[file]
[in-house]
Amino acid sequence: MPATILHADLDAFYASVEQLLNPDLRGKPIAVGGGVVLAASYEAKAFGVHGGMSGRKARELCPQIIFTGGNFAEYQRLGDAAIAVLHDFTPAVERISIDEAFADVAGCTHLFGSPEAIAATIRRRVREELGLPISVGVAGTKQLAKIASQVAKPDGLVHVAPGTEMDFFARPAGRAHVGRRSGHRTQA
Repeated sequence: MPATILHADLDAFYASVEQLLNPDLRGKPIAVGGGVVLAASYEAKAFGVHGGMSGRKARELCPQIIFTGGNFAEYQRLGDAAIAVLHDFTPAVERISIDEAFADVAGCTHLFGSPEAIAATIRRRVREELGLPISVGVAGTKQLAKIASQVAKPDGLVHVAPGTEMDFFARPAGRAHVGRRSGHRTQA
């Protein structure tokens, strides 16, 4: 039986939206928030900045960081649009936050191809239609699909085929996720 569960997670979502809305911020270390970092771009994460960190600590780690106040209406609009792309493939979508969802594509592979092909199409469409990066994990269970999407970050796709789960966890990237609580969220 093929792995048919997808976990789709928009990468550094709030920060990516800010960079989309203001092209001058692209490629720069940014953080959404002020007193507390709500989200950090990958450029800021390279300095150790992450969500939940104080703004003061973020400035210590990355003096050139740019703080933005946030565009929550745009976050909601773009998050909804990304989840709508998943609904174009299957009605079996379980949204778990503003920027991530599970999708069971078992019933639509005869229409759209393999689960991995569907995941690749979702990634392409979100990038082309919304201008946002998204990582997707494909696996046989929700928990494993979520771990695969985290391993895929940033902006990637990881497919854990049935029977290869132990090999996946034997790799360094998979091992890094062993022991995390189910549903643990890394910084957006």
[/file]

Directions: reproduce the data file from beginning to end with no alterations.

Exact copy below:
[in-house]
Amino acid sequence: MPATILHADLDAFYASVEQLLNPDLRGKPIAVGGGVVLAASYEAKAFGVHGGMSGRKARELCPQIIFTGGNFAEYQRLGDAAIAVLHDFTPAVERISIDEAFADVAGCTHLFGSPEAIAATIRRRVREELGLPISVGVAGTKQLAKIASQVAKPDGLVHVAPGTEMDFFARPAGRAHVGRRSGHRTQA
Repeated sequence: MPATILHADLDAFYASVEQLLNPDLRGKPIAVGGGVVLAASYEAKAFGVHGGMSGRKARELCPQIIFTGGNFAEYQRLGDAAIAVLHDFTPAVERISIDEAFADVAGCTHLFGSPEAIAATIRRRVREELGLPISVGVAGTKQLAKIASQVAKPDGLVHVAPGTEMDFFARPAGRAHVGRRSGHRTQA
């Protein structure tokens, strides 16, 4: 039986939206928030900045960081649009936050191809239609699909085929996720 569960997670979502809305911020270390970092771009994460960190600590780690106040209406609009792309493939979508969802594509592979092909199409469409990066994990269970999407970050796709789960966890990237609580969220 093929792995048919997808976990789709928009990468550094709030920060990516800010960079989309203001092209001058692209490629720069940014953080959404002020007193507390709500989200950090990958450029800021390279300095150790992450969500939940104080703004003061973020400035210590990355003096050139740019703080933005946030565009929550745009976050909601773009998050909804990304989840709508998943609904174009299957009605079996379980949204778990503003920027991530599970999708069971078992019933639509005869229409759209393999689960991995569907995941690749979702990634392409979100990038082309919304201008946002998204990582997707494909696996046989929700928990494993979520771990695969985290391993895929940033902006990637990881497919854990049935029977290869132990090999996946034997790799360094998979091992890094062993022991995390189910549903643990890394910084957006």